Hello and Welcome to the Official Relaunch of Babbling Bottles, a place to discover hidden gems in the Okanagan Wine and Craft Beverage Industries.
I first started this project as a personal blog with the intention of focusing on my education and experiences in the Winery + vineyard. Unfortunately, despite my best intentions, the summer soon faded into fall with only three posts to show for it, and I was then invited to participate in the harvest season, helping to process apples and grapes. Needless to say, I soon found myself far too busy and tired at the end of the working day to properly document and reflect on my time. Never to fear, I plan on peppering in tales from
Babbling Bottles' First Harvest + Winter in the Cellar
featured in its own special series. Until then, please enjoy this inaugural post from Babbling Bottles, circa 2017.
A Summer in the Vines...
Today, in this first post from Babbling Bottles, I am going to take a moment and reflect on my time working for The View Estate Winery and Vineyard. This has proven to be an exciting adventure that began early April with an offer to work in the tasting room at one of Kelowna's most exceptional wineries located in historic East Kelowna. I have been blessed with the opportunity to gain real-world experience behind the scenes and have been privileged to be a part of the many sides to running such an impressive operation! From giving tastings to amazingly receptive wine lovers, to running the canning line and working in the front lines of the vineyard, I have been busy learning so much that I haven't had a chance to reflect and appreciate it properly!
One of the most valuable aspects to producing good wine is to produce good fruit, something that The View's winemakers take very seriously in their terroir-based approach to cultivation. Some of the varieties grown on the property include Gewurztraminer, Ehrenfelsner, Riesling, Pino Gris, and, our signature red, Pinotage. The vineyard team at The View take measures to ensure that we maximize our efforts at sustainable farming, and utilize drip watering techniques at intervals of up to two weeks in order to promote deep roots that need minimal watering. Nearer to harvest, the grapes are left to soak up the remaining fall sunshine without watering, which shrivels the skins of the grapes and maximizes sugar and phenolic concentration.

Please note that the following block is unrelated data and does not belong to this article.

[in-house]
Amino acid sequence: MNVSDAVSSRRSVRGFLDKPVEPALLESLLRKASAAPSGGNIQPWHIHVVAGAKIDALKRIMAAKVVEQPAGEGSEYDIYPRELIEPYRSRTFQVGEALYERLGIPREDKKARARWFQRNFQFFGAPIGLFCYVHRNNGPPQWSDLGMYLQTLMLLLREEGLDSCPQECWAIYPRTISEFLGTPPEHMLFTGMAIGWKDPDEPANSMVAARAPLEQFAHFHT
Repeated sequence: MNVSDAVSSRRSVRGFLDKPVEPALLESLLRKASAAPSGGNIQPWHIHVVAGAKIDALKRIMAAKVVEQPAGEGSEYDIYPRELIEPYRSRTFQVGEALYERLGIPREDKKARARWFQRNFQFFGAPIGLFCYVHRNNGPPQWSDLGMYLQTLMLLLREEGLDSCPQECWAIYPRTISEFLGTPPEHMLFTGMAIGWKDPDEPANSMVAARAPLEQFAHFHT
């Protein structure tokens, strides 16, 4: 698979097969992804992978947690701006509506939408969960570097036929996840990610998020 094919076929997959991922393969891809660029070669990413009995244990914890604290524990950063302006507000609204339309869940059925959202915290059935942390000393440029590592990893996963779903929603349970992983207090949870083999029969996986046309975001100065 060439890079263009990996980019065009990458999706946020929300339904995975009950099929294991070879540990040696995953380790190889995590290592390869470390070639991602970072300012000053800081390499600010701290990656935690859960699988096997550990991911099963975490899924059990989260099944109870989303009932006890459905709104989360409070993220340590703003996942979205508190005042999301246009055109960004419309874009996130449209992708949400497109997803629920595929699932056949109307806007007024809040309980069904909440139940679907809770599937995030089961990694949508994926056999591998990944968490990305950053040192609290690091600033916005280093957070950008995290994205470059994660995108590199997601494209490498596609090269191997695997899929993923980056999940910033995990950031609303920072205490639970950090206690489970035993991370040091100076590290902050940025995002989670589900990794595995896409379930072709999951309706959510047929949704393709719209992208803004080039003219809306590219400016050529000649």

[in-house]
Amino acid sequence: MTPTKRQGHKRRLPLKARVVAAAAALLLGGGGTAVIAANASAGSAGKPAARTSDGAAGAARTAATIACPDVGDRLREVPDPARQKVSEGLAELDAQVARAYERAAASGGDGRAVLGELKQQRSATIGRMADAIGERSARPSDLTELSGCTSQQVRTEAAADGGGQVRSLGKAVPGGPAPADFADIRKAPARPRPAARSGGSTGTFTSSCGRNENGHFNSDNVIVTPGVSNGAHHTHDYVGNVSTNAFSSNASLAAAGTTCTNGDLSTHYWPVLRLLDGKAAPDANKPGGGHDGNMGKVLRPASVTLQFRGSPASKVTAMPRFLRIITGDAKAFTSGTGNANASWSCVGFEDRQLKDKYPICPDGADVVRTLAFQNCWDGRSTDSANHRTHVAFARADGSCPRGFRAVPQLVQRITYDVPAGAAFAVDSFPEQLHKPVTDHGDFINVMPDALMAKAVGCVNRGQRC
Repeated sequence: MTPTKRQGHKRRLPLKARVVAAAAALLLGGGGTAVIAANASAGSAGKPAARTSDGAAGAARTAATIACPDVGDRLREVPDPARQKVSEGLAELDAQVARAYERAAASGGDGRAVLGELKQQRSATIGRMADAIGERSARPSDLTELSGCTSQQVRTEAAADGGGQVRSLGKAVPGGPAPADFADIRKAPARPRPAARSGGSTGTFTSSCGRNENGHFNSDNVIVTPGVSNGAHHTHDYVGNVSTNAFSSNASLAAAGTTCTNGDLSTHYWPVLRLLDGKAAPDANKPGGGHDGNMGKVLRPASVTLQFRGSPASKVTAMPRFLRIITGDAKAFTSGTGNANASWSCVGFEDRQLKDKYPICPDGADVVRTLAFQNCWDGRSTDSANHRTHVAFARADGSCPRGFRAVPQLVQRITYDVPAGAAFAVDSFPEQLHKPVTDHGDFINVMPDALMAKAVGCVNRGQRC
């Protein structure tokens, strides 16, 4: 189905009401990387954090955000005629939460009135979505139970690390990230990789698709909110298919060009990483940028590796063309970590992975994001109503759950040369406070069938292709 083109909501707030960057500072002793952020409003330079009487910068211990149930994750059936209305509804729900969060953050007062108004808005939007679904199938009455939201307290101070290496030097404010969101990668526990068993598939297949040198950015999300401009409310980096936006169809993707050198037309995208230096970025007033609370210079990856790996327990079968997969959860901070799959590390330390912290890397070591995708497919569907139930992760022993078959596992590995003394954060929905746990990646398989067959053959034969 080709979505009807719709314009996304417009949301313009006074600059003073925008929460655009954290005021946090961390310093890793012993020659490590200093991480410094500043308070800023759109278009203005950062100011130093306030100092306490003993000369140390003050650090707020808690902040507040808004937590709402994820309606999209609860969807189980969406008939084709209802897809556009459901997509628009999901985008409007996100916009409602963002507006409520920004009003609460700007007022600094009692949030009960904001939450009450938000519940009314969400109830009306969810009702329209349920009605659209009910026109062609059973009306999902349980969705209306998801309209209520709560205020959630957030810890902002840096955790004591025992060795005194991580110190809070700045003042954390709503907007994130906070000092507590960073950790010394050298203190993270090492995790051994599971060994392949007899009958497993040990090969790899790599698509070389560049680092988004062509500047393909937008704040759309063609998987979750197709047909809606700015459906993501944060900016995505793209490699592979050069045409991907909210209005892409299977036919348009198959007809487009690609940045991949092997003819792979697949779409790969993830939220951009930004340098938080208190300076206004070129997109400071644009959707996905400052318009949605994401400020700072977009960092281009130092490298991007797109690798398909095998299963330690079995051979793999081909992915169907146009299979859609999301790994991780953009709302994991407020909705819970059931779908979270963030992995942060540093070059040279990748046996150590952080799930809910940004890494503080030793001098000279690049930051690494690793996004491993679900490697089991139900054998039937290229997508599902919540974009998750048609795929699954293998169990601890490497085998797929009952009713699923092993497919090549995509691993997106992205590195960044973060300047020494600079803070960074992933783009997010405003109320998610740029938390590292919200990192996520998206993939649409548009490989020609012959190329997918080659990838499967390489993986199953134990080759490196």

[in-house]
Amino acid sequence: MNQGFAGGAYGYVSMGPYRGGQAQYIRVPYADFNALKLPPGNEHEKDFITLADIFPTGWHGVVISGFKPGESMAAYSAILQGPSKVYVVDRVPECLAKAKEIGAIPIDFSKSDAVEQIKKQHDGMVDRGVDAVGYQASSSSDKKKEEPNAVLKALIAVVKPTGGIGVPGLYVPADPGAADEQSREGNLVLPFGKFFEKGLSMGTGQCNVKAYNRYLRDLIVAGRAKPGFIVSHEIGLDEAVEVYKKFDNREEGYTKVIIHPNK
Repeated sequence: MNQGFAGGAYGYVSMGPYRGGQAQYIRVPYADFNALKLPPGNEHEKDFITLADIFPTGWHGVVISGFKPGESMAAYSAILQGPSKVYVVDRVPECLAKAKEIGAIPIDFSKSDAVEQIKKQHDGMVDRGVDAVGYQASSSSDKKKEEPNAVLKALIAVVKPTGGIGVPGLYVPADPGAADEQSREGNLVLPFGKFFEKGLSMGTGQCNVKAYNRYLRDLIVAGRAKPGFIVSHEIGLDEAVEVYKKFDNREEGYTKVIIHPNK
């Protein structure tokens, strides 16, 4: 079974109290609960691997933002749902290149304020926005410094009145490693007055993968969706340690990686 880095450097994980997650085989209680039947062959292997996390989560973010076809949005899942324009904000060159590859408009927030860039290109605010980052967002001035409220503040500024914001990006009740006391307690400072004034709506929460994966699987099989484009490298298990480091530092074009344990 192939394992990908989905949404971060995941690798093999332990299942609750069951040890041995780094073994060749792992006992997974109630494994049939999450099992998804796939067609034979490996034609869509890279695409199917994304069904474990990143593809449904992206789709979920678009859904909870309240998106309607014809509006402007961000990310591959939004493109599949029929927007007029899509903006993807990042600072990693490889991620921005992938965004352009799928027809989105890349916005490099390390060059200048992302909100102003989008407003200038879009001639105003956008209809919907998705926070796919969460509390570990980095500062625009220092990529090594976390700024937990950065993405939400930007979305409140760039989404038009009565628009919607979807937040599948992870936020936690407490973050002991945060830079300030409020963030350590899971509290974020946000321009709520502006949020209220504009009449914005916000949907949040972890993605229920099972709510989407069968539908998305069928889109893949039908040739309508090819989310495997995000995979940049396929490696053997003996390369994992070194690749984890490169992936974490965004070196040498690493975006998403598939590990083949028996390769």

The View does amazing things with varietals such as Riesling and Gewurztraminer, including the debut of the Dry Reserve, now called The Revolution - which is simple that - a revolutionary take on Gewurztraminer that I will have to feature in an upcoming post. But one I really wanted to focus on in this post is the 2015 Pinotage Reserve. I was unfamiliar with this specific varietal before joining the team at The View, and I quickly learned that this is because Pinotage is not widely known in the Okanagan, or in North America, for that matter. The grape is considered the national variety of South Africa, and apparently, they like to try and keep it within their borders, as a matter of national pride! The more I dug into researching this grape, the more I fell in love with the story of its genesis in the early 1900's (coincidentally, in the same decade that The View's historic tasting room was being constructed as an apple packing house under the CanWest Tree Fruits organization).
Pinotage originated in a university garden as a cross between the well-known Pino Noir and the regional variety Cinsault, found in the Hermitage Appellation de'Origine Controlle (AOC) of France located in the northern Rhone Valley (pictured below). After doing more research I discovered that this particular AOC has strict rules (as they all seem to have) as to which varieties can be grown. This AOC allows Syrah as the single red varietal, Marsanne and Rousanne as the only two white varietals. Winemakers in this AOC are allowed to blend Syrah grapes from different areas of the vineyards within the AOC, which is only 130 hectares in size, and are permitted up to 15% of Marsanne and Rousanne grapes to be added to their blends (a practice that is not widely utilized, however). The wines produced in this region are seriously structured reds with high concentrations of tannins and are some of the longest-lived wines in the world. Ageing these wines soften them and complexities in texture, taste and smell are all enhanced by this process. At the least, a rigorous decanting is often suggested.